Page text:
As source data becomes more focused, it can be exchanged, sold, or shared within limits. Called second-party data, this use of the source data of one brand by another brand often takes place in exchanges established for this purpose. If the person consents to do so, you can share their data at the user level with a third party. That said, your proprietary data is valuable.
Why give it away? In addition, nothing highlights their commitment to user privacy like never sharing or selling PII. Offline data can be just as valuable as online data. However, if a company wants to use it for digital marketing campaigns, it will have to “incorporate the data”. The onboarding process takes information offline to the digital realm.
It requires some work, but it is extremely beneficial in the long run. You collect first-party data, which is basically free for businesses, outside of the cost of time and effort to collect the data. It is also of a much higher quality, resulting in higher returns. The problem with customer data obtained from third parties is that you don't know how, why, or when it was collected.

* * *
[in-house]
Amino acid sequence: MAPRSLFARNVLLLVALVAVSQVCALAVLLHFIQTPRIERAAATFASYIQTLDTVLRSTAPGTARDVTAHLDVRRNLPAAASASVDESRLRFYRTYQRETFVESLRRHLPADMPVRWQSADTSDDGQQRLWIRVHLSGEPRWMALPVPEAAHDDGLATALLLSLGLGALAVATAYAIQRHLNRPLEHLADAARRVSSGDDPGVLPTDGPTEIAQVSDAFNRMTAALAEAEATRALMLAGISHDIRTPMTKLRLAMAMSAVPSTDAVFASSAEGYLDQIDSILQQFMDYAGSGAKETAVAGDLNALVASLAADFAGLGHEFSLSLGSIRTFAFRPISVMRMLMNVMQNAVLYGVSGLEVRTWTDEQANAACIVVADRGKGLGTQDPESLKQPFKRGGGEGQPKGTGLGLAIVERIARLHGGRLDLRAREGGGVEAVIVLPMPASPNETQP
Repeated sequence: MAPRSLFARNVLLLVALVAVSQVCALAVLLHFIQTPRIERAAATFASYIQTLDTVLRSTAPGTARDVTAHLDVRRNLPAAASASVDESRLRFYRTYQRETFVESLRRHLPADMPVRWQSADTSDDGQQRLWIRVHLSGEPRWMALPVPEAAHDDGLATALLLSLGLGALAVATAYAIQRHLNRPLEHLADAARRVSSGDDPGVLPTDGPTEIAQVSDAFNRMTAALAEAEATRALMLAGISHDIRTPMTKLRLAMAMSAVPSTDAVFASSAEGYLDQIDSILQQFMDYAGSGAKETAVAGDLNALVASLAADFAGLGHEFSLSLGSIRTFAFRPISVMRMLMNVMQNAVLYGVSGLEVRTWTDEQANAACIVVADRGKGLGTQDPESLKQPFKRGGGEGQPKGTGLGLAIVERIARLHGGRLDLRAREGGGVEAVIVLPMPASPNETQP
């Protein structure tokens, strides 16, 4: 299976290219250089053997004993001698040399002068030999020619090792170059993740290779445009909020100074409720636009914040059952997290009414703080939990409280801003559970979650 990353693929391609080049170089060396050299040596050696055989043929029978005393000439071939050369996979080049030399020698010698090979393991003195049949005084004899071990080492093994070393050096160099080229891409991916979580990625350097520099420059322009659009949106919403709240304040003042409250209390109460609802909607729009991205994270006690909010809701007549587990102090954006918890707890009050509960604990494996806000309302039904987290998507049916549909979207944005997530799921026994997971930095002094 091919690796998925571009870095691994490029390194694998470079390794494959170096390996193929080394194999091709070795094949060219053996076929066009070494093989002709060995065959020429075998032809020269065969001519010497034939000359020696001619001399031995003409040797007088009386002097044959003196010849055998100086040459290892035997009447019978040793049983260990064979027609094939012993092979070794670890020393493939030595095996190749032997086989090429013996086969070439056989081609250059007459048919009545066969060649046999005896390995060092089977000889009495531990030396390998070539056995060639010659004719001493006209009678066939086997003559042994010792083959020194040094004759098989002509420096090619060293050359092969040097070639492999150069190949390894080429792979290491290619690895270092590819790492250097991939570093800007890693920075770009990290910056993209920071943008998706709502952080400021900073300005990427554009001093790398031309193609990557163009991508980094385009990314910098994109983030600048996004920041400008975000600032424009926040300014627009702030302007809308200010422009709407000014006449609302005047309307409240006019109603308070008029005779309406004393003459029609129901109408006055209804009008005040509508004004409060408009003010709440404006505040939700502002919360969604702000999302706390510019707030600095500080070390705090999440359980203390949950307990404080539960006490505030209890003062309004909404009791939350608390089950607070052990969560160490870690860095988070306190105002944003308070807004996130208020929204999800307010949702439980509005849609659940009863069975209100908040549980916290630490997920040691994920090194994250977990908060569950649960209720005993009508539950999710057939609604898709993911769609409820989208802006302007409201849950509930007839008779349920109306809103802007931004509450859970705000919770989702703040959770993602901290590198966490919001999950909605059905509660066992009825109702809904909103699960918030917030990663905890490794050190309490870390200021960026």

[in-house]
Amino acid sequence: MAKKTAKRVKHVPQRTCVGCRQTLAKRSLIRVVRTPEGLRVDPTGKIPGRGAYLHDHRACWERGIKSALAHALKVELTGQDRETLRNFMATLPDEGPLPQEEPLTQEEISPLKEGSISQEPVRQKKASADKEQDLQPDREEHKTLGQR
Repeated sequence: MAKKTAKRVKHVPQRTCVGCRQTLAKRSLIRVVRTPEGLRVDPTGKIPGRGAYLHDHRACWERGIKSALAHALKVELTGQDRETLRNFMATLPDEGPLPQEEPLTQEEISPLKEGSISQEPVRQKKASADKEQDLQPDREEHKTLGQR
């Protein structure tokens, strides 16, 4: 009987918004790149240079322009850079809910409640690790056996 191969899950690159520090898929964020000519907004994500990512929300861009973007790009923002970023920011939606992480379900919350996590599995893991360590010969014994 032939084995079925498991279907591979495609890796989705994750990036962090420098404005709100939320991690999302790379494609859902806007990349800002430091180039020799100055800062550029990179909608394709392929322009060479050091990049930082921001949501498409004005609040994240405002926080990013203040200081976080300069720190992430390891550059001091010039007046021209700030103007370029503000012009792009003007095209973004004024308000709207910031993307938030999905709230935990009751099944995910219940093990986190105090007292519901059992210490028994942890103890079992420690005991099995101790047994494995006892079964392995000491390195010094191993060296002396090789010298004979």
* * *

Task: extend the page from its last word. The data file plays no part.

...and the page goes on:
There are many data providers in the market that sell customer information online on global data platforms. When a company decides to share this data with you, whether through a partnership, a mutual exchange of audience data, or selling the data to you, it becomes second-party data. Aggregators buy data from publishers and other data owners, collect it into a massive pool, and sell it as third-party data. It targets the same audiences and the exchange of data allows both parties to increase their audiences.
However, it is important to remember that data providers sell third-party data quickly and in large volumes. If consumers share their data with you, they often expect you to not sell or share that data with any other company. If you follow first-party data best practices, you probably won't sell data in the first place, making it easier to comply with the CCPA.